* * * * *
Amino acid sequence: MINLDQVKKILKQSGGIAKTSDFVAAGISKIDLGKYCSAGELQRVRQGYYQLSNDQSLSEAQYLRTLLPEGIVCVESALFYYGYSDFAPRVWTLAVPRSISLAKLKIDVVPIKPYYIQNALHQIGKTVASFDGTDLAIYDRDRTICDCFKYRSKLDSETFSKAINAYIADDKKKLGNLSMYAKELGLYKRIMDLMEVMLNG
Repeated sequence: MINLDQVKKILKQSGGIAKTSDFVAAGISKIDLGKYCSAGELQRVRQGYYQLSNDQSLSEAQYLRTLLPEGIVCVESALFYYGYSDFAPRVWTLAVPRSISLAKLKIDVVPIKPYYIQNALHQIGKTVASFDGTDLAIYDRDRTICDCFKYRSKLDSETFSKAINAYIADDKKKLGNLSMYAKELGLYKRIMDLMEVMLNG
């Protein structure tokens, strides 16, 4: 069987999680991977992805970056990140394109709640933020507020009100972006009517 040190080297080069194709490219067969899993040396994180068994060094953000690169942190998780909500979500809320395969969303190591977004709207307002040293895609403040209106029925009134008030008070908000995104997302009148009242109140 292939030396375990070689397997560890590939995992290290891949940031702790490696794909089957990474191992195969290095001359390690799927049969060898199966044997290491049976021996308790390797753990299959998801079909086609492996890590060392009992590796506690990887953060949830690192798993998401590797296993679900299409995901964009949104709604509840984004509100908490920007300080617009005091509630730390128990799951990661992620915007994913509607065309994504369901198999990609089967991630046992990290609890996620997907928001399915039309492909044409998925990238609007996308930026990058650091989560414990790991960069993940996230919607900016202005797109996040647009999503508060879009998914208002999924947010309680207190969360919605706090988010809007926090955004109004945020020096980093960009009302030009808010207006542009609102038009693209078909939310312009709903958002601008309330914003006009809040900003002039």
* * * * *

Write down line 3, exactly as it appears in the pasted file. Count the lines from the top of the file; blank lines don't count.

């Protein structure tokens, strides 16, 4: 069987999680991977992805970056990140394109709640933020507020009100972006009517 040190080297080069194709490219067969899993040396994180068994060094953000690169942190998780909500979500809320395969969303190591977004709207307002040293895609403040209106029925009134008030008070908000995104997302009148009242109140 292939030396375990070689397997560890590939995992290290891949940031702790490696794909089957990474191992195969290095001359390690799927049969060898199966044997290491049976021996308790390797753990299959998801079909086609492996890590060392009992590796506690990887953060949830690192798993998401590797296993679900299409995901964009949104709604509840984004509100908490920007300080617009005091509630730390128990799951990661992620915007994913509607065309994504369901198999990609089967991630046992990290609890996620997907928001399915039309492909044409998925990238609007996308930026990058650091989560414990790991960069993940996230919607900016202005797109996040647009999503508060879009998914208002999924947010309680207190969360919605706090988010809007926090955004109004945020020096980093960009009302030009808010207006542009609102038009693209078909939310312009709903958002601008309330914003006009809040900003002039």